A Mexico civil death registration record confirms that great-aunt Celedenia Robledo died at just 18 months of age, one year prior to the family immigrated to the U.S. She is the older sister that my grandfather never knew.
A few weeks ago, while strategically perusing through Mexico Civil Birth Registrations for as-yet-unfound birth records for the two children born to my great-grandparents when the family still lived in Mexico, I made an unexpected discovery. I came across the birth registration for a third child born in Mexico–a daughter named Celedenia Robledo.
Taking a closer look at the lifestyle of the pre-revolution Mexican landed class to which my ancestors allegedly belonged before having to flee and start a new life in the United States.
Photos and videos of Villa Hidalgo and San José parish, in the state of San Luis Potosí, Mexico. This is where my 2nd great-grandparents, Refugio Nieto and Aurelia Compean, married n 1883.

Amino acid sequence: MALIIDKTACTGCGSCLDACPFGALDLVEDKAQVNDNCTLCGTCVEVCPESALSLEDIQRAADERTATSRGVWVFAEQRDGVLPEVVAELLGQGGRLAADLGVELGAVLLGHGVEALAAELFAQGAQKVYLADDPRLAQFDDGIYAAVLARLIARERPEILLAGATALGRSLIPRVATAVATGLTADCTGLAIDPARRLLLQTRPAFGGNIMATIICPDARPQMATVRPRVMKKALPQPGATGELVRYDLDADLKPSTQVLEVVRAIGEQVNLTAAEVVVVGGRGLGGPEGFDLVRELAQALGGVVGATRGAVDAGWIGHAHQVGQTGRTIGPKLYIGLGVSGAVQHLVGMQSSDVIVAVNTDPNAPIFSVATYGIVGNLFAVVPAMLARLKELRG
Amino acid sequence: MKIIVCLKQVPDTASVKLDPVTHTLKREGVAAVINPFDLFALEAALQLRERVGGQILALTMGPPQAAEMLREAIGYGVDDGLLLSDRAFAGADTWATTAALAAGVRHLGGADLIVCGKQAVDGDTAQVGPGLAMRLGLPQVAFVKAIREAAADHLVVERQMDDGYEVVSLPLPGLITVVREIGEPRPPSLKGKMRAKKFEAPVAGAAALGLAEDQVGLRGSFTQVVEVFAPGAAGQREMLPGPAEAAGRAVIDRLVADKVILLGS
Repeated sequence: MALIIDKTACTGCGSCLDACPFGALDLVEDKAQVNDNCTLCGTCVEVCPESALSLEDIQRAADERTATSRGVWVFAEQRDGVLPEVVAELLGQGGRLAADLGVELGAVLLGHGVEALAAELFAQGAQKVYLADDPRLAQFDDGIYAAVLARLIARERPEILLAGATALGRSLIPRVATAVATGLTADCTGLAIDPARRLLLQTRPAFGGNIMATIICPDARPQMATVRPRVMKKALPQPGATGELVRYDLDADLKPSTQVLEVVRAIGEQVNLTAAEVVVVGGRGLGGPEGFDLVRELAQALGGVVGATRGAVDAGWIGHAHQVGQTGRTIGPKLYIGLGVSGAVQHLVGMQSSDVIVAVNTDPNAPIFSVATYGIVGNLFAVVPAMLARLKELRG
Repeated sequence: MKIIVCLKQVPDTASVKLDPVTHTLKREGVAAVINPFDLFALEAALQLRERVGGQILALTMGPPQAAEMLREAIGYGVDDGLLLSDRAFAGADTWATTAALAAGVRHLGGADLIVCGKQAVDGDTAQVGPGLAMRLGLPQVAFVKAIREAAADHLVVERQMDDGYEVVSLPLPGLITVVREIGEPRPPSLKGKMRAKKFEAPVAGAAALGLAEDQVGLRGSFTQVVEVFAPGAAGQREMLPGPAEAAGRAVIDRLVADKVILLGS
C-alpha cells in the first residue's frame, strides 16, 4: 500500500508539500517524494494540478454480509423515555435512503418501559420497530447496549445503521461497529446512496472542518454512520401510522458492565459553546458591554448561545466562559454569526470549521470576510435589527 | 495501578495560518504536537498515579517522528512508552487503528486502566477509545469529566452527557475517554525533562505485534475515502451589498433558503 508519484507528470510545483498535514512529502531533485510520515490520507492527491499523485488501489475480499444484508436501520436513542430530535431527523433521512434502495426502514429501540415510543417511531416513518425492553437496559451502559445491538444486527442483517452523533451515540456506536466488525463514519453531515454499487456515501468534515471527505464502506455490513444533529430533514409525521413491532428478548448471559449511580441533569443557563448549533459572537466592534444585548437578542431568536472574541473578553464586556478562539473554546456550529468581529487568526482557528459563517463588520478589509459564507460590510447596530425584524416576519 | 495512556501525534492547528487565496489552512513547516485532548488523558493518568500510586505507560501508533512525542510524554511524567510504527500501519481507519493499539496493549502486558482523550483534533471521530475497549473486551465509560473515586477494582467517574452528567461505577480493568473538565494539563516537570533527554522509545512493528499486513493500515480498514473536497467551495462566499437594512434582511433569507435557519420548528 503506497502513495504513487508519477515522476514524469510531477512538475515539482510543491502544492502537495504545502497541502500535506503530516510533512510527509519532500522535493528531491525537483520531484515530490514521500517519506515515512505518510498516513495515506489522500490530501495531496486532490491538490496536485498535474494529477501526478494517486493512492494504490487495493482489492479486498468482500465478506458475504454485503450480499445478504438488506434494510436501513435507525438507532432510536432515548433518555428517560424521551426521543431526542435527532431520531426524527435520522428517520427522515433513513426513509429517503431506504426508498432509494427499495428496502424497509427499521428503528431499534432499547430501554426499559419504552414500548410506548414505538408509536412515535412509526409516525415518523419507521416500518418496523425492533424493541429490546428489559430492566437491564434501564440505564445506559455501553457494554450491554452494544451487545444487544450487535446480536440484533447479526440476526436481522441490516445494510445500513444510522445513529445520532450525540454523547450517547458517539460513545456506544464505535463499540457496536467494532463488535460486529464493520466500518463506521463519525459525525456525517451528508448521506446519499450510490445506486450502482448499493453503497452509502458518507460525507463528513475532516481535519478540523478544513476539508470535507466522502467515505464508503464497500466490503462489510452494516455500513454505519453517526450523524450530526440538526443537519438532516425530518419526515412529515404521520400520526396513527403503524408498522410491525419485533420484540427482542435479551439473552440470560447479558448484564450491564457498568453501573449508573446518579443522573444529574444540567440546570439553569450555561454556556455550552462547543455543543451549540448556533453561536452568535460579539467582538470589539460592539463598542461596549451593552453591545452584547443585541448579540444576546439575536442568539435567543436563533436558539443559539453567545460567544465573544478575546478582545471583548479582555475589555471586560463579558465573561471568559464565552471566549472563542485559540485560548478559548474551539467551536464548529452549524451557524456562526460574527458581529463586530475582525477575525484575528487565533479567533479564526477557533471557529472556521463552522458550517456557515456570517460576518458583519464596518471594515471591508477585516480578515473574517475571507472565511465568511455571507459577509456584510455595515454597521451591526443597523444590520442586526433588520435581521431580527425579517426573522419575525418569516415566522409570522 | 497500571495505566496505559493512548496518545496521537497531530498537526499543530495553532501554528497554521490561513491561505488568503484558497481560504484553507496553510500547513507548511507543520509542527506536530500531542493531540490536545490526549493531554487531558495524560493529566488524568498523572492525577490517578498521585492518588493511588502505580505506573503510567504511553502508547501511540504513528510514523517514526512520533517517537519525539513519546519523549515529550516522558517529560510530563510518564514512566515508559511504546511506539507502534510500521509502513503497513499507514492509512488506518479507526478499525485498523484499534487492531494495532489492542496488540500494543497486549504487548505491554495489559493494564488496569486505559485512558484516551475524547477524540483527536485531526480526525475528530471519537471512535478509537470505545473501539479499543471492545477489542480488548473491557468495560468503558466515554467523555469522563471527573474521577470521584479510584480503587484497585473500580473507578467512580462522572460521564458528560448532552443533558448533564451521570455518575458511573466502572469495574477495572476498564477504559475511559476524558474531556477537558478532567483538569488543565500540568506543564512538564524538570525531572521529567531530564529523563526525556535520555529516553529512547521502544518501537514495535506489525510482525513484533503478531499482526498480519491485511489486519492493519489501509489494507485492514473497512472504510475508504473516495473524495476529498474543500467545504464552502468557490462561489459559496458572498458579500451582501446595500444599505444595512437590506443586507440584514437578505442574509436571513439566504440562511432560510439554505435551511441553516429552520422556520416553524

An English translation written by my Spanish-fluent father helps me better interpret the genealogical information contained in the 1883 Mexico Catholic church pre-marriage investigation record for my 2nd great grandparents, Refugio Nieto and Aurelia Compean.
A brief profile of my grandfather’s younger brother, Joe Robledo, Jr., and his service during World War II. Nineteen years after making the U.S. their new home, my immigrant great-grandparents now had multiple sons in the war.
The recent discovery of the last of the border crossing records for my paternal grandfather’s immediate family has prompted me to try to solve a similar mystery about his grandmother Aurelia, whose border record indicates she immigrated alone in 1919. There is just no way my 55 year old non-English-speaking 2nd great grandmother crossed into a new country and traveled from Texas to California by herself.